Anesthesia is used in surgery to minimize pain, discomfort, and shock for surgical patients. Anesthesia is a vital part of surgical practice, allowing doctors to operate safely and painlessly on patients. The wide variety of anesthetics available allows anesthesiologists to select the most suitable type of anesthesia and anesthetic drug for the patient. Many people will experience some form of anesthesia during their lifetime, and will appreciate the lack of pain associated with it.
When anesthesia works as expected, the patient feels no pain during a procedure, and often does not remember the proceedings either. Anesthesia increases patient comfort, which can in turn reduce recovery times. With the knowledge that they are not inflicting pain, it also makes it easier for a medical staff to work.
There are several types of anesthesia which can be used depending on the needs of the surgery: general, local, regional, and conscious sedation.
When anesthesia comes to mind, most people think of general anesthesia. General anesthesia is a complete loss of consciousness in the patient accomplished through a combination of injected and inhaled drugs. This type of anesthesia is often used for highly invasive surgeries, or cases when total relaxation of the patient is required. General anesthesia carries the most surgical risk because of the state of complete unconsciousness. As a result, the anesthesiologist will manage the patient carefully throughout surgery.
The exact mechanism through which general anesthesia works is unclear. It is believed that the anesthetics act on the brain to produce unconsciousness, and on the nerves and spinal cord to promote immobility and reduce pain. General anesthesia is maintained through carefully monitored administration of additional inhaled drugs throughout the surgery.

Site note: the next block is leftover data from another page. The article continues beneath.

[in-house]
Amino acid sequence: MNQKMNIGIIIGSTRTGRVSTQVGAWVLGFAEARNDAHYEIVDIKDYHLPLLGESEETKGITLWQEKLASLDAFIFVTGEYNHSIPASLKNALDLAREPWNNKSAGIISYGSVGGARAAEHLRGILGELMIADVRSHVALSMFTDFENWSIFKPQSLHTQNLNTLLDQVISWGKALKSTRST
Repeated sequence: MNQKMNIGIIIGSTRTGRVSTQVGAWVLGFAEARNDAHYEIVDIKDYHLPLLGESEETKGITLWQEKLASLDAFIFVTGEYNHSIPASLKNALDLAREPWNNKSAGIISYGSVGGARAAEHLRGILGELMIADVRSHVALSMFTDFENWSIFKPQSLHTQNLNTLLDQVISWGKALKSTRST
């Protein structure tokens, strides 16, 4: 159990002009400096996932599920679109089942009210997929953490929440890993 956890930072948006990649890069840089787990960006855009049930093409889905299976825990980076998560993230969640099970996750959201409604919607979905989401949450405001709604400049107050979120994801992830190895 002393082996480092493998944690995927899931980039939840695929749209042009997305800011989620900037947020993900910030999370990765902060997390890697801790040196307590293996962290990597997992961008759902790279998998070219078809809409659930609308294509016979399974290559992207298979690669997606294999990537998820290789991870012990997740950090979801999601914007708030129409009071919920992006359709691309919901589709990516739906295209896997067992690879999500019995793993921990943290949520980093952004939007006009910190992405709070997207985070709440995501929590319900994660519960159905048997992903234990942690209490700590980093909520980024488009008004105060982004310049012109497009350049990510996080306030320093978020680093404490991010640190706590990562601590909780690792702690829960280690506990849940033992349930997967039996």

Local anesthesia involves injected drugs which numb a small area. Many patients have experienced a local anesthetic in the form of Novocaine, which is used in dental applications. Local anesthetics are used when the patient would feel pain, but doesn't need to be unconscious. Any small, localized procedure such as setting stitches is suitable for local anesthesia.
Regional anesthesia is similar to local anesthesia, except that it covers a wider area of the body. Regional anesthesia works by blocking nerve impulses, and is often used during labor and delivery in the form of an epidural. Sometimes regional anesthesia is used for long term pain management in individuals who experience chronic lower body pain. Regional anesthesia allows doctors to block sensations to the entire lower body, or single limbs.
Conscious sedation is an anesthesia practice where the patient remains conscious, but is fully relaxed, does not feel pain, and will not usually remember the anesthesia. This type of anesthesia is useful in situations where patients need to cooperate with medical staff, or when a procedure is not serious enough to warrant general anesthesia. In cases where a patient is not stable enough for general anesthesia, conscious sedation may be used.